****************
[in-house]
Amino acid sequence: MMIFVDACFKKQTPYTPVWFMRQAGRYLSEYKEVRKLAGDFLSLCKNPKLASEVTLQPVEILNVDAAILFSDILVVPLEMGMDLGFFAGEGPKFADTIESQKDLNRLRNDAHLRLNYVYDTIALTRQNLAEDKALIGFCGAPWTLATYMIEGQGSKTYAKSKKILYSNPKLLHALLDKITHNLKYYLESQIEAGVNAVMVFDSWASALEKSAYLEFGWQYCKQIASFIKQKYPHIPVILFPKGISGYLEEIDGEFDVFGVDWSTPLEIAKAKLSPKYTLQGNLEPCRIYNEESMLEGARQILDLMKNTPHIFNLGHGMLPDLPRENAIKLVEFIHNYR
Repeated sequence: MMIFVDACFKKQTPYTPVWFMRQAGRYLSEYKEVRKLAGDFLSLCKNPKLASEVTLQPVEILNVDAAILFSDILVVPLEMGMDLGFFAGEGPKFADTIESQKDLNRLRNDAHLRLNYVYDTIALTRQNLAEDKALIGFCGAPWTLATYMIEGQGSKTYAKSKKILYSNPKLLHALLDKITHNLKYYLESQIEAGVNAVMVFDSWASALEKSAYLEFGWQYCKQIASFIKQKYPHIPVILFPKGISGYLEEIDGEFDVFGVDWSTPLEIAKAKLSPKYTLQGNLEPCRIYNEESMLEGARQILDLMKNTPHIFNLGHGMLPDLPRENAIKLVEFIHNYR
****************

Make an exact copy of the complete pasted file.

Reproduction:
[in-house]
Amino acid sequence: MMIFVDACFKKQTPYTPVWFMRQAGRYLSEYKEVRKLAGDFLSLCKNPKLASEVTLQPVEILNVDAAILFSDILVVPLEMGMDLGFFAGEGPKFADTIESQKDLNRLRNDAHLRLNYVYDTIALTRQNLAEDKALIGFCGAPWTLATYMIEGQGSKTYAKSKKILYSNPKLLHALLDKITHNLKYYLESQIEAGVNAVMVFDSWASALEKSAYLEFGWQYCKQIASFIKQKYPHIPVILFPKGISGYLEEIDGEFDVFGVDWSTPLEIAKAKLSPKYTLQGNLEPCRIYNEESMLEGARQILDLMKNTPHIFNLGHGMLPDLPRENAIKLVEFIHNYR
Repeated sequence: MMIFVDACFKKQTPYTPVWFMRQAGRYLSEYKEVRKLAGDFLSLCKNPKLASEVTLQPVEILNVDAAILFSDILVVPLEMGMDLGFFAGEGPKFADTIESQKDLNRLRNDAHLRLNYVYDTIALTRQNLAEDKALIGFCGAPWTLATYMIEGQGSKTYAKSKKILYSNPKLLHALLDKITHNLKYYLESQIEAGVNAVMVFDSWASALEKSAYLEFGWQYCKQIASFIKQKYPHIPVILFPKGISGYLEEIDGEFDVFGVDWSTPLEIAKAKLSPKYTLQGNLEPCRIYNEESMLEGARQILDLMKNTPHIFNLGHGMLPDLPRENAIKLVEFIHNYR